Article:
Constipation: Is Your Multivitamin To Blame?
Constipation. It happens to too many of us way too often. And a surprising cause of it is your multivitamin.

The definition of constipation is having less than three bowel movements a week. Constipation is a symptom, not a disease. An unbalanced diet, dehydration, inactivity, and stress are just a few causes. 

Your multivitamin could also be the culprit. And a big reason is synthetic vitamins. Many vitamins on the market today are full of synthetic ingredients, dyes, fillers, and artificial flavorings. How our bodies absorb minerals and vitamins from whole food sources is very different than how it is absorbed from synthetic sources.

What's Wrong With My Multivitamin?

Synthetic iron, calcium, and vitamin D can cause an imbalance in our gut resulting in constipation and are among the biggest culprits.


Iron helps transports oxygen throughout the body and is an important component of hemoglobin (found in red blood cells). There are three main sources of iron: 

  • Iron from plants
  • Iron from animals
  • Synthetic iron
Each one is absorbed and processed in the body differently. Organic iron (from plants and animals) is easily absorbed and processed; with iron from meat being the most easily absorbed. Synthetic iron can cause iron toxicity and constipation. 

Organic sources of iron include:

  • Spinach, Swiss chard, and kale
  • Oysters, mussels, and clams
  • Nuts
  • Squash and pumpkin seeds
  • Beans and lentils
  • Blackstrap molasses
  • Red meat
Forms of synthetic iron include:

  • Ferrous citrate
  • Ferrous gluconate
  • Ferrous fumarate
  • Ferrous peptonate
  • Ferrous sulfate
  • Carbonyl iron
These synthetic iron sources are linked to gastrointestinal issues including constipation, diarrhea, and nausea.  

It's estimated that 80% of people are iron deficient. While we try our best to eat a whole food diet rich in minerals and vitamins, most of use need to supplement. A better iron supplement source is ferrous bisglycinate chelated iron. Chelated means the iron is bonded with an organic molecule like amino acids making it easier for your body to absorb. Since ferrous bisglycinate chelated iron is easier to absorb and digest, less gastrointestinal issues occur.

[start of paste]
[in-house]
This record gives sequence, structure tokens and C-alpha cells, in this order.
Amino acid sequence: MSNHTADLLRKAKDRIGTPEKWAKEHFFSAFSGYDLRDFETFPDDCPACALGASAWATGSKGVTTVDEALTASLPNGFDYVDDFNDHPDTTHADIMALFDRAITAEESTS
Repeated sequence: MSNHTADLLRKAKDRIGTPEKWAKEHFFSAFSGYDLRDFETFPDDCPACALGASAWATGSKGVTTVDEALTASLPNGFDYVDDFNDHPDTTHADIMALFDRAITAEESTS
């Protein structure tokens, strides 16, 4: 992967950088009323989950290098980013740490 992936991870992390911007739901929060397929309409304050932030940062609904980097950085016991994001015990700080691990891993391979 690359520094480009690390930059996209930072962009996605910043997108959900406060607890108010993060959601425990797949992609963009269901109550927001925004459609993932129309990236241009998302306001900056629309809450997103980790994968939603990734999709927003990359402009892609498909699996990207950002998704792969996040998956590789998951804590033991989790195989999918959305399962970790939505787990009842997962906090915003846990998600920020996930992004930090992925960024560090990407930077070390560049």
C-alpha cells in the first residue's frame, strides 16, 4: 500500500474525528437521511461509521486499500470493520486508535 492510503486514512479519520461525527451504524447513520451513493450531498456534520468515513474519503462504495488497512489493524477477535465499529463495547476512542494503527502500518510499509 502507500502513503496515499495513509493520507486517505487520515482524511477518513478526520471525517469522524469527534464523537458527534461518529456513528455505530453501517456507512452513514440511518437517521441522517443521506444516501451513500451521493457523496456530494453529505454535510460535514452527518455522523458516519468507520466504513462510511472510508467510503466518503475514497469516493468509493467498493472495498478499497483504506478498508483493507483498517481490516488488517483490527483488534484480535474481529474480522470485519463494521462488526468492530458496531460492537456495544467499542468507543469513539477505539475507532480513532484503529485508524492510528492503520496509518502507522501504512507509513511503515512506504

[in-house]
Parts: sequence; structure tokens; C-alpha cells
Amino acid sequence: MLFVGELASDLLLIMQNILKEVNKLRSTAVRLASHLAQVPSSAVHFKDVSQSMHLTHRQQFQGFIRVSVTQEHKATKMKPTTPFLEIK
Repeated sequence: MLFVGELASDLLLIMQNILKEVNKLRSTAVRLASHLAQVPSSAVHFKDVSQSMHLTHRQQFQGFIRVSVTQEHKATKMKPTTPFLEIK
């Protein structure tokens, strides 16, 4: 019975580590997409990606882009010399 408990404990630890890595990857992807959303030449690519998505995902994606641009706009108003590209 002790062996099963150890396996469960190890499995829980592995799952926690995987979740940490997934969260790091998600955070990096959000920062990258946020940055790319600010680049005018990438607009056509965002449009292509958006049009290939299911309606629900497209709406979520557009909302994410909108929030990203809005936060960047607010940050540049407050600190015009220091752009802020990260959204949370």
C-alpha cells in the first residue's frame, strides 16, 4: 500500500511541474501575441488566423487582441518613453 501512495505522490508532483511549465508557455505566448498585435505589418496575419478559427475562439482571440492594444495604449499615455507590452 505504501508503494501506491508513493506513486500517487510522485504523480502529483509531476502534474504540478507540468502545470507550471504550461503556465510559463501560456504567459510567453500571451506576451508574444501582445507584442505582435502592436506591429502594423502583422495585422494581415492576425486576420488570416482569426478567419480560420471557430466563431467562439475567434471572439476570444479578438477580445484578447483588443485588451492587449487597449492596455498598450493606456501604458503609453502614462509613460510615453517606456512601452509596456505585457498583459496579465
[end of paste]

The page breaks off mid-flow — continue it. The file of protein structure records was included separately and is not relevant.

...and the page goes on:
I take Master Formula for my multivitamin and includes 56% of the recommended daily value of iron in the form of ferrous bisglycinate chelated iron.

Sources: 1, 2, 3


The most common forms of calcium in supplements are calcium carbonate and calcium citrate. Both may cause constipation when not absorbed properly. 

Calcium carbonate is sourced from shells of marine organisms, snails, eggshells, and limestone. Calcium carbonate interferes with your natural production of stomach acid, making it difficult to digest food, resulting in constipation. Calcium citrate is often synthetically manufactured. These forms of calcium, along with other synthetic forms, can leave calcium deposits that our bodies cannot process.

In addition to using a usable source of calcium, we also need magnesium and vitamin D to properly absorb it. Without magnesium and vitamin D, calcium will either be unused or cause constipation.

We need calcium to maintain bone health. Sources of highly usable calcium include:

  • Calcium supplement from algae sources with vitamin D and magnesium (I like Super Cal Plus)
  • Raw milk
  • Dairy
  • Spinach and kale
  • Fish including sardines, mackerel, trout, and salmon
  • Nuts
  • Broccoli
Sources: 1, 2, 3

Vitamin D

Vitamin D is a fat-soluble vitamin meaning we need dietary fat to process it. A low fat diet can result in too much vitamin D stored in the body, which can result in constipation. A diet with healthy fat will help you digest and absorb vitamin D. 

In addition, we need magnesium to activate the enzymes to process vitamin D and maximize absorption. Often what is thought to be an overdose of vitamin D is actually a magnesium deficiency.

Some great sources of vitamin D are:

Sources: 1, 2

Tips for Constipation Relief 

This site is for informational purposes only and is not intended to be medical advice. We hope this information motivates and empowers you to make your own wellness journey decisions based on your own research and partnership with your healthcare provider.
 If you are pregnant, nursing, taking medication, or have a medical condition, consult a health professional prior to use. Information on this site should not replace or substitute professional medical advice, diagnosis, or treatment. The statements here have not been evaluated by the FDA. These products are not intended to diagnose, treat, cure, or prevent any disease.